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Federal Aviation Administration (FAA), DOT.
Proposed rule; withdrawal.
The FAA withdraws a notice of proposed rulemaking (NPRM) that proposed a new airworthiness directive (AD), which would have applied to all Airbus SAS Model A330-200 Freighter, A330-200, and A330-300 series airplanes. The NPRM would have required reinforcement modifications of various structural parts of the fuselage, and related investigative and corrective actions if necessary. Since the NPRM was issued, we have determined that more restrictive maintenance requirements are necessary and that the NPRM does not adequately address the identified unsafe condition. Accordingly, the NPRM is withdrawn.
As of May 13, 2019, the proposed rule, which was published in the Federal Register on September 19, 2017 (82 FR 43715), is withdrawn.
You may examine the AD docket on the internet at http://www.regulations.gov by searching for and locating Docket No. FAA-2017-0812; or in person at the Docket Management Facility between 9 a.m. and 5 p.m., Monday through Friday, except Federal holidays. The AD docket contains this AD action, the NPRM (82 FR 43715, September 19, 2017) (“the NPRM”), the regulatory evaluation, any comments received, and other information. The address for the Docket Office (telephone 800-647-5527) is the Docket Management Facility, U.S. Department of Transportation, Docket Operations, M-30, West Building Ground Floor, Room W12-140, 1200 New Jersey Avenue SE, Washington, DC 20590.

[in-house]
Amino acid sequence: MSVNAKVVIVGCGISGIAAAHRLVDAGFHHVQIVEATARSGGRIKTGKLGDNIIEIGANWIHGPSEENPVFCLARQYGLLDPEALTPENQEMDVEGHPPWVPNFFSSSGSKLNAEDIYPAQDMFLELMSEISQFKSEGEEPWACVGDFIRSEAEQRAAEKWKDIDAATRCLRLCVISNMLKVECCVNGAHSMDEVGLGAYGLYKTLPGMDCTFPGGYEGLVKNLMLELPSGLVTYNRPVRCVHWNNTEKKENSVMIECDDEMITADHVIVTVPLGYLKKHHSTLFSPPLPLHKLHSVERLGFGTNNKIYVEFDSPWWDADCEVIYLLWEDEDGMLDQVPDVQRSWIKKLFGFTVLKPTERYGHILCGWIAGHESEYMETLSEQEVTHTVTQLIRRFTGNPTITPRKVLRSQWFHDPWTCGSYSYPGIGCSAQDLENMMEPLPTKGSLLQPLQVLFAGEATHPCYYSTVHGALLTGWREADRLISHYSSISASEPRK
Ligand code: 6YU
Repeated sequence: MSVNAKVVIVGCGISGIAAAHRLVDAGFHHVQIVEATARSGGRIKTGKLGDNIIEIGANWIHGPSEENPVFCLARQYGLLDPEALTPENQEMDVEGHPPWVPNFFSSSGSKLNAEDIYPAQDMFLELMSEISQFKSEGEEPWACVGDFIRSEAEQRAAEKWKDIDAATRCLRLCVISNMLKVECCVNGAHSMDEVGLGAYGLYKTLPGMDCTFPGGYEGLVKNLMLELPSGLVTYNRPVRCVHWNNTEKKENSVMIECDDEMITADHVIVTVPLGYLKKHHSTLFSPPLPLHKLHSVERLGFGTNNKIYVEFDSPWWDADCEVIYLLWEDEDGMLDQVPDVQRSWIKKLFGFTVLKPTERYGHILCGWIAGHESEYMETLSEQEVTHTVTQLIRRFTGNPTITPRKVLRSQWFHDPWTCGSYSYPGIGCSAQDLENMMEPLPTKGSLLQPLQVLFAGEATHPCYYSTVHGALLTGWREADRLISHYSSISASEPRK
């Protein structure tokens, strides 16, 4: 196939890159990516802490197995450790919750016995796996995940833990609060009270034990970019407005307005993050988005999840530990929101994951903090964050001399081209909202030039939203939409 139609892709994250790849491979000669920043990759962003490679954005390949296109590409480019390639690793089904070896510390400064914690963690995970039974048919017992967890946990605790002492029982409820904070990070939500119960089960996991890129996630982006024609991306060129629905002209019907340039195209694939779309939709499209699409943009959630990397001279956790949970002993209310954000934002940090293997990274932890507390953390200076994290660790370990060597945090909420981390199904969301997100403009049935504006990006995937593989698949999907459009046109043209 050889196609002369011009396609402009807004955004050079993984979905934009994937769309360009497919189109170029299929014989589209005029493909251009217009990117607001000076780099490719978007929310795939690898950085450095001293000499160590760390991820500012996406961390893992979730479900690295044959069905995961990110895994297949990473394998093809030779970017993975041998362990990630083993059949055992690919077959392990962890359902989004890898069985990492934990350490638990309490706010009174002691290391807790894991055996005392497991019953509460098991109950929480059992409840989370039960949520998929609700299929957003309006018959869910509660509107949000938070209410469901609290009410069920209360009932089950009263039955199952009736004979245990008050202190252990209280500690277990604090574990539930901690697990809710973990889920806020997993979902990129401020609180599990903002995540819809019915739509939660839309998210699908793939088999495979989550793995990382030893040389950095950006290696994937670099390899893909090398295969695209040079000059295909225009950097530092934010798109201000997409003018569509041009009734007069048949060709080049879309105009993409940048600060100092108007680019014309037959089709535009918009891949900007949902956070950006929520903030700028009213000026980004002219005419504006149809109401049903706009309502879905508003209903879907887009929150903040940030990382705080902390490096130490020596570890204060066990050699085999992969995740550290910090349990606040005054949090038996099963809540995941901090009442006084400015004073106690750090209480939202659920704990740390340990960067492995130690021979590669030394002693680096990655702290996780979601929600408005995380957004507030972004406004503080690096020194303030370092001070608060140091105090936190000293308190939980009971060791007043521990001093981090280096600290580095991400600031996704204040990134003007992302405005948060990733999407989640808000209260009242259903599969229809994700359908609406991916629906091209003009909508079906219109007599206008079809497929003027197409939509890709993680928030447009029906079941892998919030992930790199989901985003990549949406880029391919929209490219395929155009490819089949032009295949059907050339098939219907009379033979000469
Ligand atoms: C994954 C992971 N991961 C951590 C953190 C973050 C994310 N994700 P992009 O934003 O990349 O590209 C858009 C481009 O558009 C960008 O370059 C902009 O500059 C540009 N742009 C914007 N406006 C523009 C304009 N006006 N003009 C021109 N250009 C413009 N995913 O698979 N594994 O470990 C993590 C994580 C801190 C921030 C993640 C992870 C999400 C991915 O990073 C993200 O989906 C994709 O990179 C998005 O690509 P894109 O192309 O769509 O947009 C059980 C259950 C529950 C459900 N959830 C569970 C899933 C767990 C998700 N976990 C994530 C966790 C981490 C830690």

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FOR FURTHER INFORMATION CONTACT:
Vladimir Ulyanov, Aerospace Engineer, International Section, Transport Standards Branch, FAA, 2200 South 216th St., Des Moines, WA 98198; telephone and fax 206-231-3229.
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We proposed to amend part 39 of the Federal Aviation Regulations (14 CFR part 39) with a NPRM for a new AD for all Airbus SAS Model A330-200 Freighter, A330-200, and A330-300 series airplanes. The NPRM published in the Federal Register on September 19, 2017 (82 FR 43715). The NPRM would have required reinforcement modifications of various structural parts of the fuselage, and related investigative and corrective actions if necessary. The NPRM was prompted by an evaluation by the design approval holder (DAH) indicating that certain fuselage structures are subject to widespread fatigue damage (WFD). The proposed actions were intended to prevent crack initiation and undetected propagation in the fuselage, which could result in reduced structural integrity of the airplane.
Actions Since NPRM Was Issued